Final Piece Of NASA's Next-Generation Rocket Heads To Launch Site

Mar 13, 2009
Ares I-X rocket
Artist concept of Ares I-X rocket. Image Credit: NASA

(PhysOrg.com) -- The final pieces of the Ares I-X flight test rocket left the Alliant Tech Systems manufacturing facility in Promontory, Utah, Thursday and began a 2,917-mile journey to its launch site at NASA's Kennedy Space Center in Florida.

The first segments are the last shipment of Ares I-X major hardware elements. The hardware will arrive in Florida later this month and undergo final processing and preparations before being stacked with the other portions of the .

"This shipment means great things for the Ares I-X mission," said Ares I-X Deputy Mission Manager, Steve Davis. "It's wonderful to see the next generation of American spaceflight continue to take shape. The excitement is really building now as we start stacking the pieces and preparing for later this year."

The Ares I-X will be the first for the Ares I rocket; the agency's next-generation spacecraft and crew system. The flight will provide NASA an early opportunity to test and prove hardware, analysis models, facilities and ground operations associated with Ares I.

The Ares I-X rocket is a combination of existing and simulator hardware that will resemble the Ares I rocket in size, shape and weight. It will provide valuable data to guide the final design of the Ares I. The test flight also will bring NASA one step closer to its goals of returning to the moon, and traveling to destinations beyond. The Ares I-X launch is scheduled later in 2009.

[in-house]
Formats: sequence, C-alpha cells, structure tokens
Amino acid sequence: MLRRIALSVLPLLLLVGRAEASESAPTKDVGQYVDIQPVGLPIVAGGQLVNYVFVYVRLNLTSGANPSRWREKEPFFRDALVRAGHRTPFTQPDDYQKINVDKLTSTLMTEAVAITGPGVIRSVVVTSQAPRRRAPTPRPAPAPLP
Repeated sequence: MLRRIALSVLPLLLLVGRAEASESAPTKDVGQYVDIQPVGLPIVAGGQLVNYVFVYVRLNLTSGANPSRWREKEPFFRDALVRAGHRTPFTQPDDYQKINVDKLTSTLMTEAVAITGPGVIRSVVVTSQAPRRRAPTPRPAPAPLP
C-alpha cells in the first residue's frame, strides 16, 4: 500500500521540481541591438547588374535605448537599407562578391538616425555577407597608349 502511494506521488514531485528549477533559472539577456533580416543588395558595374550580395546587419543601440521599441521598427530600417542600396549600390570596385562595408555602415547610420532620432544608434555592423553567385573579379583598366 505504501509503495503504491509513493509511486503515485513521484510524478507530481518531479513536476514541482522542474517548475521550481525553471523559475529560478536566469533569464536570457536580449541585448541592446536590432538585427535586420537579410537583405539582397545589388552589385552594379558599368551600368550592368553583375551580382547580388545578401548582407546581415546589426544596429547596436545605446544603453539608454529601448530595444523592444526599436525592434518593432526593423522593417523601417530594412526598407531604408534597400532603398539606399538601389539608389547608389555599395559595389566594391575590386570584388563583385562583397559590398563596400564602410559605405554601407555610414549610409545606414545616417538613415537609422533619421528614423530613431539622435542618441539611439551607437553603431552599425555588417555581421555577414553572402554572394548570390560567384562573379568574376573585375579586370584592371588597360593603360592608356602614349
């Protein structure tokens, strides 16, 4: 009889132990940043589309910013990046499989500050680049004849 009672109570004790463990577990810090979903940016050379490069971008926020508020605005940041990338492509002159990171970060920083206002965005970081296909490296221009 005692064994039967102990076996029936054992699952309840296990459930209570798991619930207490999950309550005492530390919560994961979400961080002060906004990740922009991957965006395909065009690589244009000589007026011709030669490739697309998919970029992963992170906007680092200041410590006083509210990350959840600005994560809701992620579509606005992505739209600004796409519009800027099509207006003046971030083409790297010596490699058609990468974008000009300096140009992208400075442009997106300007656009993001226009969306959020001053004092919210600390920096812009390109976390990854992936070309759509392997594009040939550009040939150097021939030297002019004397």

The Ares I-X first stage uses a four-segment motor, capable of generating 3.3 million pounds of thrust. The motor provides the primary propulsion for the vehicle from liftoff to stage separation 120 seconds into the flight. The motor segments were taken from the existing space shuttle solid inventory for the flight test. The booster used for the Ares I-X flight test is being modified to meet Ares needs by adding new forward structures and a fifth segment simulator to better replicate the size and shape of the Ares I crew launch vehicle.

NASA's Marshall Space Flight Center in Huntsville, Ala., manages the first stage project for the Ares I-X mission, located at NASA's Johnson Space Center in Houston.

Provided by JPL/NASA (news : web)

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holmstar
not rated yet Mar 13, 2009
I still think the ares program was the wrong choice. It was only chosen because it was Griffin's pet project. It would have been career suicide to strongly oppose it, so the dissenters gave up and kept quiet.
Modernmystic
not rated yet Mar 17, 2009
Couldn't agree more. It's not like we had to re-invent the wheel. We could have made upgrades to the Saturn rockets and done just as well for probably 1/2-3/4 the cost.